CHOCOLATE KINDER (FERRERO) Y PIZZAS CONGELADAS BUITONI
Dos demandas penales fueron presentadas este jueves 19 de mayo en Francia contra los gigantes de la alimentación Ferrero y Nestlé debido a los casos de intoxicación grave por la presunta ingesta de productos de chocolate Kinder (Ferrero) y de las pizzas congeladas Buitoni (Nestlé).
Así lo anunció la ONG Food Watch después de que a partir de marzo se declarasen varios casos de intoxicación por la bacteria E.Coli, en el caso de las pizzas precocinadas, y de salmonela en el de los chocolates.
Hasta momento, se han contabilizado 56 personas enfermas -con una media de edad de siete años- por haber ingerido productos de Buitoni. De entre ellos, dos niños murieron después de comer la gama de pizzas Fraich’Up.
Asimismo, 81 personas resultaron contaminadas con salmonela -con una media de edad de cuatro años- por culpa de los huevos Kinder de Ferrero, de las que 22 tuvieron que ser hospitalizadas.
France Salmonella outbreak linked to Kinder chocolate hits 81
Ferrero proceeded on April 5, 2022 to the recall of several Kinder range products manufactured in a factory in Belgium due to suspected contamination by Salmonella Typhimurium . On April 8, 2022, the recall finally affected all Kinder products from this factory, regardless of their expiry date. On April 14, 2022, an update of the recalled products, including the 2021 Christmas Advent Calendars, was released.
Following the investigations carried out by the Belgian health authorities, together with their English, European and in particular French counterparts, the company Ferrero proceeded on April 5, 2022 to the recall of several Kinder range products manufactured in a factory in Belgium due to suspected contamination by Salmonella Typhimurium . On April 8, 2022, the recall finally affected all Kinder products from this factory, regardless of their expiry date. On April 14, 2022, an update of the recalled products, including the 2021 Christmas Advent Calendars, was released.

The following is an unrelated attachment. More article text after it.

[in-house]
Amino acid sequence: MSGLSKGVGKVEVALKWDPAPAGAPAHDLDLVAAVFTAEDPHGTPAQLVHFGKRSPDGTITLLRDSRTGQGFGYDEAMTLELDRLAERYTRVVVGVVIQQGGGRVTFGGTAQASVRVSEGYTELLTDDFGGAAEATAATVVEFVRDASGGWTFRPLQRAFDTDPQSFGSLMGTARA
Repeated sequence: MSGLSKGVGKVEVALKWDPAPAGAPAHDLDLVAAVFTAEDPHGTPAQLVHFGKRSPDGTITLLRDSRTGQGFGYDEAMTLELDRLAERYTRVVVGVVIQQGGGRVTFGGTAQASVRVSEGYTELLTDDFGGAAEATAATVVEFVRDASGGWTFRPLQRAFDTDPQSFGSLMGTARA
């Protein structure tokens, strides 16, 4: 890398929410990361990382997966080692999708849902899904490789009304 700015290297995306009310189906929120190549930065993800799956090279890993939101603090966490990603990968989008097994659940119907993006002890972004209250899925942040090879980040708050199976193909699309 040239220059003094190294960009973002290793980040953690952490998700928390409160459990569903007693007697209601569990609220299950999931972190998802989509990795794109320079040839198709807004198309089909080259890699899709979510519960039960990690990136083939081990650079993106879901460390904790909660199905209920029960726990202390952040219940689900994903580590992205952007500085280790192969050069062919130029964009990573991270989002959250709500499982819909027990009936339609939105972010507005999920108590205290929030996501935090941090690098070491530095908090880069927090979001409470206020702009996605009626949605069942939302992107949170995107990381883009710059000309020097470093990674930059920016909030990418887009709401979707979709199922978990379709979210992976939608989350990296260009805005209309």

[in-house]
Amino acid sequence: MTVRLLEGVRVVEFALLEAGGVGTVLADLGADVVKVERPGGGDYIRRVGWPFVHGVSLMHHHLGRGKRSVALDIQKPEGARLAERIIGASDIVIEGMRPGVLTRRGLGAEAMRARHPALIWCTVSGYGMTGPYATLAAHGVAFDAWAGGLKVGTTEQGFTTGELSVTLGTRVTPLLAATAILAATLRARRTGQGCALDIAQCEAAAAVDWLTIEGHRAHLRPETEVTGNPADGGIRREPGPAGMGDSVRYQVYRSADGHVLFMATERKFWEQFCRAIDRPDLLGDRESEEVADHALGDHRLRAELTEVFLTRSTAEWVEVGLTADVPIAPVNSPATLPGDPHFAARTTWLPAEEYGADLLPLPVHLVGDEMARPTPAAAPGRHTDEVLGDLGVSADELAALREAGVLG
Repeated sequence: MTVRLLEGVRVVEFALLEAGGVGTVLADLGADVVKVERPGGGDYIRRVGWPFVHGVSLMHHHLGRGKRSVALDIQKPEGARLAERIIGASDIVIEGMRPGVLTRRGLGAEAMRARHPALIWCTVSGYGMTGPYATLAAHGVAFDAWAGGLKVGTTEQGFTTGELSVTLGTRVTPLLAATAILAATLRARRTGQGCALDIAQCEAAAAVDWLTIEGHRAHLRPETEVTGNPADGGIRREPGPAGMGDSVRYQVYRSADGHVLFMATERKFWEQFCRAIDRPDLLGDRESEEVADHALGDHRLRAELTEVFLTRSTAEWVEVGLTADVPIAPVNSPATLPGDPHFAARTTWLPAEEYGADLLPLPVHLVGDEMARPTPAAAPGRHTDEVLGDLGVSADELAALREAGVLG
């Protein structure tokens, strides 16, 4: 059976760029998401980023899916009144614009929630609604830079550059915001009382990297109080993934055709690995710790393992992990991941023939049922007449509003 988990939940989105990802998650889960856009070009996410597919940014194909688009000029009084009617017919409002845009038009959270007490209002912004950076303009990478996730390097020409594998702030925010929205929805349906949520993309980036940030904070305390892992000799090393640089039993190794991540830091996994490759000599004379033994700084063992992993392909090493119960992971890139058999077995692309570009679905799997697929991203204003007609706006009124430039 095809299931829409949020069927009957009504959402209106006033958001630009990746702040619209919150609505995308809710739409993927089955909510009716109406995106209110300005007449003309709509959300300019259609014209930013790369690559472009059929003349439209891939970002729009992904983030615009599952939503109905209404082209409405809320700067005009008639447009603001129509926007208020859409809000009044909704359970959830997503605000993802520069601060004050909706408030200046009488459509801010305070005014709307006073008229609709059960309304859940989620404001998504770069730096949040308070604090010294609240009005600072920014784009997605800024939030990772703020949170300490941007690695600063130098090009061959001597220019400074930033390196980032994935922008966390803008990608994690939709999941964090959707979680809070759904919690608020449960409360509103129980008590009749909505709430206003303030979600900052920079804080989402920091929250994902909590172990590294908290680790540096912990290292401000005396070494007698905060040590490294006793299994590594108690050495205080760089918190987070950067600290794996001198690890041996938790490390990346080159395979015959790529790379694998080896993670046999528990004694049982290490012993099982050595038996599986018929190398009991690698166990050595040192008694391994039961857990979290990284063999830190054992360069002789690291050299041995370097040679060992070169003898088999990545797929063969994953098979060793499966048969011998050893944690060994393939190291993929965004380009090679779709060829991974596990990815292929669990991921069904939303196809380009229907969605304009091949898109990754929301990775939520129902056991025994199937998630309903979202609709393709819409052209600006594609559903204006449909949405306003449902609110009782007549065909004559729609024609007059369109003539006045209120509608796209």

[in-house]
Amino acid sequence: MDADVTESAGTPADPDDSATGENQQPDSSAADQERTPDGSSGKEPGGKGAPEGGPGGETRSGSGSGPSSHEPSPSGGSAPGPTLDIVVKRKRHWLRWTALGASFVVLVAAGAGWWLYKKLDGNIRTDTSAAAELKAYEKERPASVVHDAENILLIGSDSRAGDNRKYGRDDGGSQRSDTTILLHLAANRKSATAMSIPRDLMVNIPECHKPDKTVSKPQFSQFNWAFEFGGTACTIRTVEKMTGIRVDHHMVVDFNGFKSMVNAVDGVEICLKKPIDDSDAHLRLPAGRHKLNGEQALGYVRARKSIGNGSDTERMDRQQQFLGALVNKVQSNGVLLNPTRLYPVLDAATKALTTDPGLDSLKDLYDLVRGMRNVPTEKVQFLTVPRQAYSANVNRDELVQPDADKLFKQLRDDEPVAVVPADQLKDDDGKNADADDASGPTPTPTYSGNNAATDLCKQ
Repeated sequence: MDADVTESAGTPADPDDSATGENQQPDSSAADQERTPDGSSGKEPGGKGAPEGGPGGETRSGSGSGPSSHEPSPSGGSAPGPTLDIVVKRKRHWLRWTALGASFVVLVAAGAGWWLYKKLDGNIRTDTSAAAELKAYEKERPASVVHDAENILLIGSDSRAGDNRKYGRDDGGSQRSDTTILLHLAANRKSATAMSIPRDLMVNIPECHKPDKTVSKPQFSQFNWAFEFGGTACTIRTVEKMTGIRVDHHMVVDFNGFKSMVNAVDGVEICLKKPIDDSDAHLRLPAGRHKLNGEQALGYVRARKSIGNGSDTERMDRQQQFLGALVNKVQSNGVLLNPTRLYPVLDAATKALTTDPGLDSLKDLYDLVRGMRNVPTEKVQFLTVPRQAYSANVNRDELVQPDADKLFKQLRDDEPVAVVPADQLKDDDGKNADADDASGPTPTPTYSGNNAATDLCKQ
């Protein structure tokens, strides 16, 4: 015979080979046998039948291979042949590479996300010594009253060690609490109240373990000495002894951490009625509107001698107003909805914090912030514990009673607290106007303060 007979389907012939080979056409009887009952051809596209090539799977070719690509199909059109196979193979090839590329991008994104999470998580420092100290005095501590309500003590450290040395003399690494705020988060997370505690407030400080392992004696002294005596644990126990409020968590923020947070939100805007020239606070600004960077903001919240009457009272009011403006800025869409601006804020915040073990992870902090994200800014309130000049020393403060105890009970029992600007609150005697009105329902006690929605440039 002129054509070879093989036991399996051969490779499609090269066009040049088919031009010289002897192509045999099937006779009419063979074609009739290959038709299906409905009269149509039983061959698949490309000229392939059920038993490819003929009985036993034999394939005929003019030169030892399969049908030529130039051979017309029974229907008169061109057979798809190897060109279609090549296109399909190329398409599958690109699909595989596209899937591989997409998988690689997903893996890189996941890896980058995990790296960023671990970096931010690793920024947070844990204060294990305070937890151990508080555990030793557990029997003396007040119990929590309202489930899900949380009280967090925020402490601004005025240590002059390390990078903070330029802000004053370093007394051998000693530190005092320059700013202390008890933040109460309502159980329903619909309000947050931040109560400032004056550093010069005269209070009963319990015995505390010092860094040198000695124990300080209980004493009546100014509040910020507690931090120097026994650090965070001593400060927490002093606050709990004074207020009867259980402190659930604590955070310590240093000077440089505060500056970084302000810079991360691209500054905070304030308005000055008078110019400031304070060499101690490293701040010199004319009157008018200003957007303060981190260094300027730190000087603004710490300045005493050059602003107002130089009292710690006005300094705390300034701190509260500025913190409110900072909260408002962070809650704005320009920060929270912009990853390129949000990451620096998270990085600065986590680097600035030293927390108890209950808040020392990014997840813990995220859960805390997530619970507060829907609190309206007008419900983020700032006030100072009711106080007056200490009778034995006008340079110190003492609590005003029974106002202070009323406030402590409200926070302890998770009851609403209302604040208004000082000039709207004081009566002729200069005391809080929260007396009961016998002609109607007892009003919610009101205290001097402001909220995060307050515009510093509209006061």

In total, as of 05/04/2022: 81 cases of salmonellosis with a strain belonging to the epidemic have been identified by the National Reference Center (CNR) for salmonella at the Institut Pasteur in France.
The 81 cases are spread over 12 regions (Grand-Est (14 cases), Ile-De-France (13 cases), Provence-Alpes-Côte d’Azur (13 cases), Auvergne-Rhône-Alpes (11 cases), Hauts-de-France (8 cases), Normandy (5 cases), Bourgogne-Franche-Comté (4 cases), New Aquitaine (4 cases), Occitanie (4 cases), Brittany (3 cases), Pays de la Loire (1 case) and Corsica (1 case)), with a median age of 4 years, and concern 42 girls and 39 boys.
Fifty-one cases were interviewed by Public Health France. All the cases, except 1, report, before the onset of their symptoms (which occurred between 20/01 and 04/04/2022), the consumption of chocolates of the brand cited here.
Twenty-two people were hospitalized for their salmonellosis, all discharged since. No deaths were reported.
The foods in question having been identified and the management measures taken, the weekly situation updates are drawn up. Public Health France continues to monitor the reporting of cases by the NR, which are expected due to the different delays inherent in monitoring ( see the infographic dedicated to food alerts ).
As of 04/22/22, According to EU health officials: The outbreak is characterized by an unusually high proportion of children being hospitalized, some with severe clinical symptoms such as bloody diarrhea. Based on interviews with patients and initial analytical epidemiological studies, specific chocolate products (Kinder) have been identified as the likely route of infection. Affected cases have been identified through advanced molecular typing techniques. As this method of testing is not routinely performed in all countries, some cases may be undetected.
Kinder chocolate product recalls have been launched globally and examples of these can be found on several countries web sites including Belgium, France, Germany, Ireland, Luxembourg, Netherlands, Norway, and the UK. The recalls aim to prevent the consumption of products potentially contaminated with Salmonella. Further investigations are being conducted by public health and food safety authorities in countries where cases are reported, to identify the cause and the extent of the contamination, and to ensure contaminated products are not put on the market.
According to the World Health Organization (WHO), as of 25 April 2022, a total of 151 genetically related cases of S. Typhimurium suspected to be linked to the consumption of the implicated chocolate products have been reported from 11 countries (Figure 1): Belgium (26 cases), France (25 cases), Germany (10 cases), Ireland (15 cases), Luxembourg (1 case), the Netherlands (2 cases), Norway (1 case), Spain (1 case), Sweden (4 cases), the United Kingdom (65 cases) and the United States of America (1 case).
By Bill Marler